I realize this post is not on a very “happy” topic, but it is important to talk about, because it helps us understand an important aspect to creating a happy home, which is to appreciate.
I can remember it like yesterday, sitting in the living room, happy to be visiting with my family, especially my grandparents. I can almost hear the laughing and the TV in the background.
My mother raised me with the help of my grandparents, my grandmother cooked while my grandpa drove me to school for many years. Eventually they both were unable to do those tasks because their bodies limited them. I can still taste my grandmother’s food and hear my grandpa’s voice asking me if I was ready to go to school. They are both gone now. In a few months time, I lost both of them. Actually, within a 5 month period, I not only lost my dear grandparents, but I also lost a beloved aunt, a co-worker who was also a client, a cousin and even a family dog. All of these deaths marked a period of change, nothing remained the same. There were many broken hearts, many tears, new homes and new routines. What I loved about the past would no longer be in the future. There were no longer birthdays and celebrations to look forward to with my loved ones, no more laughing or hugging. Oh, how I miss the hugs; how I miss them every day.
For a long time, and even a little now, I tried to avoid being back in my hometown because the change would be all too real. It’s easy to ignore the fact that your loved ones are gone, you can lie to yourself and pretend they are still living life back home. But they are not. And those feelings will eventually catch up to you.
Death is inevitable, but we act like it will never happen, or at least that it is light years away; as though we are all guaranteed to live to be one hundred. But we’re not. Even worse, is that when it does happen, we don’t know how to act around those who are experiencing the great loss. We have a “too bad for you” attitude, a “time will heal all wounds” kind of response. Now that I’ve personally been wounded by death, I regret how I responded to my friend who lost her grandparents in high school, or an acquaintance who lost her mother, even my husband who lost his sweet grandmother. The truth is, I didn’t know better. But, I wish I could have been more empathetic because I truly care for them, and because it hurts. Death cuts deeper than a break up with a friend, it stings your heart. Your heart literally hurts, for a very long time. They are gone. You can’t get them back, see them again, or even hope. You miss them like crazy and it leaves your cheeks stained with tears on your drive to work. Your routine may continue but your view of life is not the same.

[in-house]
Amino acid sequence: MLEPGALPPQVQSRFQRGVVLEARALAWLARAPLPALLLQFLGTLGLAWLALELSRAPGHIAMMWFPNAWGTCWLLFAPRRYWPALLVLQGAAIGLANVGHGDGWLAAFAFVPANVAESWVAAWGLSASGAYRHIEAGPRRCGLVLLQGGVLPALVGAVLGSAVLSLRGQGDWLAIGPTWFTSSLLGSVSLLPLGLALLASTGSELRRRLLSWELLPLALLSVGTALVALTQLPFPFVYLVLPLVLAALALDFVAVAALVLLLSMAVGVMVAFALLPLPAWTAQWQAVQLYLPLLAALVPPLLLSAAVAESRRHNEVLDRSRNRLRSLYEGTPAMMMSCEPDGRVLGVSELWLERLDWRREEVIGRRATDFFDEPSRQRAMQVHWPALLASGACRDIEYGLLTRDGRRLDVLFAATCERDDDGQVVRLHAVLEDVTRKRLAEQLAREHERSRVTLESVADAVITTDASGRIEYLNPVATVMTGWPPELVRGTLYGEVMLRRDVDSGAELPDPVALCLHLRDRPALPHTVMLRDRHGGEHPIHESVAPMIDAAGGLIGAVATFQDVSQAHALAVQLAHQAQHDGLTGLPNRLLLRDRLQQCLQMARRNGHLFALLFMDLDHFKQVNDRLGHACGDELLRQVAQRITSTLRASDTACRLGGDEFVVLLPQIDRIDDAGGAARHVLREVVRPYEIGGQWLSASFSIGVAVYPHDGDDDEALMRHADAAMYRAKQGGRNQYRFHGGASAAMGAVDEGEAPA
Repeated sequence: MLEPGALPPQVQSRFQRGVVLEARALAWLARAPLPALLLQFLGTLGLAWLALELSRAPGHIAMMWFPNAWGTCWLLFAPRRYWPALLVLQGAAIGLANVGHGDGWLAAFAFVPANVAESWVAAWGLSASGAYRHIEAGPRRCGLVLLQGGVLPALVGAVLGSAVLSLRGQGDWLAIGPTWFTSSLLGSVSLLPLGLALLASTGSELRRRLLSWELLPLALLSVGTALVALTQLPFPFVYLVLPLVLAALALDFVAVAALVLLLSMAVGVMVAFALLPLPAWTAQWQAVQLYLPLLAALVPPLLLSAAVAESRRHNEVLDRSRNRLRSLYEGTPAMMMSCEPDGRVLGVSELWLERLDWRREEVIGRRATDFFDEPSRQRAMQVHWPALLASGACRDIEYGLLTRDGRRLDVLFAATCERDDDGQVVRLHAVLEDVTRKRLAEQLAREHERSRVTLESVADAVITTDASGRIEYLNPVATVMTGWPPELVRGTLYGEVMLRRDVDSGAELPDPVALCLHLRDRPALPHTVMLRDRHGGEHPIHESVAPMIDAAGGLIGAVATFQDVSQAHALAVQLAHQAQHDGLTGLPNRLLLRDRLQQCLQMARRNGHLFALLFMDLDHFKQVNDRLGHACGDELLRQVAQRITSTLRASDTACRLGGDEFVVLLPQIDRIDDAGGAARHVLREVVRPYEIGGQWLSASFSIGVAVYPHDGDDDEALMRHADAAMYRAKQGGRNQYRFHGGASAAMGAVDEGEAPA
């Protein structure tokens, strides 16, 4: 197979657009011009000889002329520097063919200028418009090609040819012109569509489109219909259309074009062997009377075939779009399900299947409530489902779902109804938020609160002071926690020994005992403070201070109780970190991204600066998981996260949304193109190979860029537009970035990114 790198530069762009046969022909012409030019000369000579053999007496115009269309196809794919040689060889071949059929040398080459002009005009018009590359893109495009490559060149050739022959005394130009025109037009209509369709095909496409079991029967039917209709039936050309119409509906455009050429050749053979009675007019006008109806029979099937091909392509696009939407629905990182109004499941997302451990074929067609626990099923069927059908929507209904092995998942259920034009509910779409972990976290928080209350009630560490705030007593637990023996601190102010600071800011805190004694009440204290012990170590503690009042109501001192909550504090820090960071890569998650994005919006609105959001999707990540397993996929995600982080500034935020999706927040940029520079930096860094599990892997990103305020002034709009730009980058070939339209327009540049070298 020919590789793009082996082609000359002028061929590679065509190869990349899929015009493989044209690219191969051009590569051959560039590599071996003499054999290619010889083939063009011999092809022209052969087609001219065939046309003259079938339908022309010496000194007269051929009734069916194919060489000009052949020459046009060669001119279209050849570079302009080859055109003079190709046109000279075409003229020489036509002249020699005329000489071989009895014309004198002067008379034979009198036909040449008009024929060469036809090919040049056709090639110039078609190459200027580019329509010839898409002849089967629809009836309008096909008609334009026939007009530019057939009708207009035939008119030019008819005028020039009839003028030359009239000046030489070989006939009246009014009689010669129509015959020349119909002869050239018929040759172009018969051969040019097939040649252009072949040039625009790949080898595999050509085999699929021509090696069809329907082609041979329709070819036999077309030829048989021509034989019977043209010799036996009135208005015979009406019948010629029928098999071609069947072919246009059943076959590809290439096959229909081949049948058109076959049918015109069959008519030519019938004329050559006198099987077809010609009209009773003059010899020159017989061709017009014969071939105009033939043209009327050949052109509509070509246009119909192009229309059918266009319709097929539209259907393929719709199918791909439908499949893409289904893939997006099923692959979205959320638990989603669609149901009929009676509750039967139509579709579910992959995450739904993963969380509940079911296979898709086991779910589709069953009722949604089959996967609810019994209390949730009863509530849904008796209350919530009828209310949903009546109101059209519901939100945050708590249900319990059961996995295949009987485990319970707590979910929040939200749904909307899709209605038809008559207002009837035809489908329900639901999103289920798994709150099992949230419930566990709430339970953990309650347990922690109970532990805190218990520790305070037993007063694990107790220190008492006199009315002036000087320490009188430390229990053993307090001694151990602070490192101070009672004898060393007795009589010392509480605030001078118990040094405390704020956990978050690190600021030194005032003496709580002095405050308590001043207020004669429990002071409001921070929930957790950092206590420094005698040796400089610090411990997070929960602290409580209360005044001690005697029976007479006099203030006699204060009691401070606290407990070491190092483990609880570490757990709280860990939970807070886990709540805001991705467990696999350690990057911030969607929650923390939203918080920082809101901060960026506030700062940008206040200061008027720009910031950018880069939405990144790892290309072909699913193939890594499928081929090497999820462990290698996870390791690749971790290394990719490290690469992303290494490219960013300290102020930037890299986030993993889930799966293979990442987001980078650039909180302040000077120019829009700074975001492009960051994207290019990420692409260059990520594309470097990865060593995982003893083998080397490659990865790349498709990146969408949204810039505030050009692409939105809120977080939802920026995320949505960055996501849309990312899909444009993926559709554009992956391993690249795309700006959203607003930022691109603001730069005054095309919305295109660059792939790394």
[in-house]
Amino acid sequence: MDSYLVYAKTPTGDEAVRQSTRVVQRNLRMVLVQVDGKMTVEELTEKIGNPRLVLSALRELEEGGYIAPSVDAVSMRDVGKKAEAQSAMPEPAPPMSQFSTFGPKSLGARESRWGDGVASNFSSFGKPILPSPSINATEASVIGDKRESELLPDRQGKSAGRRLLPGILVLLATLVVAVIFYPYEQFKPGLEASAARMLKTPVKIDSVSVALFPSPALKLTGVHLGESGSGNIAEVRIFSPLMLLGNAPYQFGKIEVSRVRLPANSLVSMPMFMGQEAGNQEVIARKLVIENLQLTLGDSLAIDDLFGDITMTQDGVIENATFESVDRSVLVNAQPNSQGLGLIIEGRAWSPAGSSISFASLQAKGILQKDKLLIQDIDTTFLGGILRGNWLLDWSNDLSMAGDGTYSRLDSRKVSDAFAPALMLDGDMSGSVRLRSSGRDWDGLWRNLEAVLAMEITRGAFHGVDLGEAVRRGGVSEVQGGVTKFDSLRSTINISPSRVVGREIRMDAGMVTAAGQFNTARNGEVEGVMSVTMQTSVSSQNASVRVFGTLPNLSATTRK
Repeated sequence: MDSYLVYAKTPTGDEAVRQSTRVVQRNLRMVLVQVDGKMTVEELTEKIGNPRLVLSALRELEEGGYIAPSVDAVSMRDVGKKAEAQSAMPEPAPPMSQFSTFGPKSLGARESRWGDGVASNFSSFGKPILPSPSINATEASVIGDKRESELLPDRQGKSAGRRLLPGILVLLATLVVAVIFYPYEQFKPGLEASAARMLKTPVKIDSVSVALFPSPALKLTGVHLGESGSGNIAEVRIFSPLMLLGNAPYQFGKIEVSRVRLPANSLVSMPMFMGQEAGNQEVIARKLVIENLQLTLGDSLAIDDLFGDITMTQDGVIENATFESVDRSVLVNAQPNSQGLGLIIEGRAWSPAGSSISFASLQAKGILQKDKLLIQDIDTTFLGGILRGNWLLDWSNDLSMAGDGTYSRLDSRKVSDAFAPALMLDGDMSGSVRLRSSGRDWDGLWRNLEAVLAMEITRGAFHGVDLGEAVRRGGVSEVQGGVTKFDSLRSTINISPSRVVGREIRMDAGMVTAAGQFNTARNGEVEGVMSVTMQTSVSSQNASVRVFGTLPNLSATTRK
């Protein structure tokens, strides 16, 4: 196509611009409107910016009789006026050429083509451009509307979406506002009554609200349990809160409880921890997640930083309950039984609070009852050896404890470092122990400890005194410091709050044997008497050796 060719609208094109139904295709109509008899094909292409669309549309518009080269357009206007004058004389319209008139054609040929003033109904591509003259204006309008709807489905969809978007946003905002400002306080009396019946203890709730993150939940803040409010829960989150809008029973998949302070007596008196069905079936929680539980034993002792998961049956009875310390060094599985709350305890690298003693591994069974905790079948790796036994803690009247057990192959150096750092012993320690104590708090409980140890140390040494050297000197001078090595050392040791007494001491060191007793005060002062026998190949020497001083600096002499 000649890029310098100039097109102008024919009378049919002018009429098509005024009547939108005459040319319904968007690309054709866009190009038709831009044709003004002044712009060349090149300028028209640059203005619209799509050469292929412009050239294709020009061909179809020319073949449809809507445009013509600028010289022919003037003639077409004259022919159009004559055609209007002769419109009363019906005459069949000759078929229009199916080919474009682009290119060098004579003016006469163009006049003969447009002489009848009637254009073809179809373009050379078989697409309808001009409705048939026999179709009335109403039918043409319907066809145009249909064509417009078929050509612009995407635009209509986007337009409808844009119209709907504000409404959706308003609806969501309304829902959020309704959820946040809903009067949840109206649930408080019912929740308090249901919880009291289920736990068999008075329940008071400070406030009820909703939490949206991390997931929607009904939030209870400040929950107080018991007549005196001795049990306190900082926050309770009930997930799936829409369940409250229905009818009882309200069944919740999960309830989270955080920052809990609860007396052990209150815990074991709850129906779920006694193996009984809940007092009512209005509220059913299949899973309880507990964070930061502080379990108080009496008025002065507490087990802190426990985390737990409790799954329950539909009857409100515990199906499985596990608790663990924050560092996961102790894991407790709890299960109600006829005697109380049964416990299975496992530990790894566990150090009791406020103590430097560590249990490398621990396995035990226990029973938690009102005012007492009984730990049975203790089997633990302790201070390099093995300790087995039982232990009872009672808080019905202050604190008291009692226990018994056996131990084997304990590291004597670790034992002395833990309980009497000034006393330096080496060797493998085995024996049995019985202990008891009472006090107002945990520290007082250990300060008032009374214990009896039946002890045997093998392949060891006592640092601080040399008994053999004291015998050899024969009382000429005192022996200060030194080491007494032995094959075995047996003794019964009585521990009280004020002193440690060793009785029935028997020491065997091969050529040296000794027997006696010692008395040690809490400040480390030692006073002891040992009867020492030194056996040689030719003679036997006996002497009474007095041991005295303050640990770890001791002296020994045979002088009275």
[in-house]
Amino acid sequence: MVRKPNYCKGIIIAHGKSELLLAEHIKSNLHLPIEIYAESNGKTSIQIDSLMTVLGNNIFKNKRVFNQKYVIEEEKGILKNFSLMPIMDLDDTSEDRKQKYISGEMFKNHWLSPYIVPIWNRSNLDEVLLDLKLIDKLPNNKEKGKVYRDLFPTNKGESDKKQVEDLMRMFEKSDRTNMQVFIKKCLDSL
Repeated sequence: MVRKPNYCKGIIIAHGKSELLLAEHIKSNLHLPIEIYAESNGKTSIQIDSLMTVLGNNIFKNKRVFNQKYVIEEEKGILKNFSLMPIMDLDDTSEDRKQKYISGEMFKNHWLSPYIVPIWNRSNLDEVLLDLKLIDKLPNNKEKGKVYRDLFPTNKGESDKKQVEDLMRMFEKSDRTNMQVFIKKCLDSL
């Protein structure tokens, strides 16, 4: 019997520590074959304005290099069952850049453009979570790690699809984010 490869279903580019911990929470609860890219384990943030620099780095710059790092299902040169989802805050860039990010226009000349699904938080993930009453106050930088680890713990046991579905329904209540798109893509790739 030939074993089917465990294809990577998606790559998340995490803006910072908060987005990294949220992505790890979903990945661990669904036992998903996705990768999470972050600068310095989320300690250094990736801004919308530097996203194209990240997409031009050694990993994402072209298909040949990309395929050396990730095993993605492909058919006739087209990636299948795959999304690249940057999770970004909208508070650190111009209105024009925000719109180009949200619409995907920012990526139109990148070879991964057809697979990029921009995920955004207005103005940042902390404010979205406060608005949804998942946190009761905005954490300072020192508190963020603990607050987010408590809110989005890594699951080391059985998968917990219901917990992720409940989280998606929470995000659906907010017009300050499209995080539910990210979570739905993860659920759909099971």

But we know that death is inevitable. In the Bible, in the book of Ecclesiastes, Solomon states “there is nothing new under the sun” (1:9). “One generation passes away, and another generation comes” (1:4). To everything there is a season, a time for every purpose under heaven: a time to be born, and a time to die; a time to kill, and a time to heal;
a time to break down, and a time to build up; a time to weep, and a time to laugh; a time to mourn, and a time to dance…(3:1-4).
As much as we would love it to be, life is not all fun and games. We will hurt and cry and feel lost. This is reality. This is why we need to lean on God for strength and be there for someone who has lost a loved one.
I am not sure if mourning will ever end. It doesn’t seem like it will, it’s been two years since I lost my loved ones and I still hurt. But, it is true like they say. Time does heal; although it doesn’t mean you won’t miss them. I miss them every day.
What helps is having loved ones around you that know what you are going through, those that feel the same feelings. What is encouraging is having a friend who, although does not feel the same emotional pain that you are feeling, shows sincere empathy for the hurt you are experiencing.
It is painful when a loved one passes away, and it is harmful to not show empathy to someone who lost a loved one. You cannot use the excuse that you cannot empathize with someone because you cannot relate to them since you have not personally experienced death. You can imagine how painful it would be if…., so you are able to show empathy.
As a Christian, we are called to “rejoice with those who rejoice, and weep with those who weep”. (Romans 12:15) Sadly, when the pain of losing my beloved grandmother was all too recent, I attended a church bible study where I spent the majority of the service in a comfortable living room area at the back of the main room. Crying, I told someone of influence how I was feeling and got one of those “too bad for you” looks and no follow up phone call or e-mail to see how I was doing. That hurt me too because I felt even more lost and alone. Therefore, in order to spare others from missing an opportunity to truly love someone and show them empathy in their time of loss, I’ve made a list of 6 things you can do to to show empathy:
1. Be quiet, and be there and listen.
2. Hug, a lot, and for a long time.
3. Don’t be afraid to ask them how they are doing specifically about their situation. Ask them, and show them that you care.
4. Send them something to cheer them up; i.e. flowers, cards, coffee.
5. Do something practical for them; i.e. cook them a meal, babysit, buy groceries.
6. Let them know you love them and care about them and that you are there if they need a shoulder to cry on.
And remember: Do not avoid someone you know that lost a loved one because you don’t feel comfortable; it’s about them, focus on them.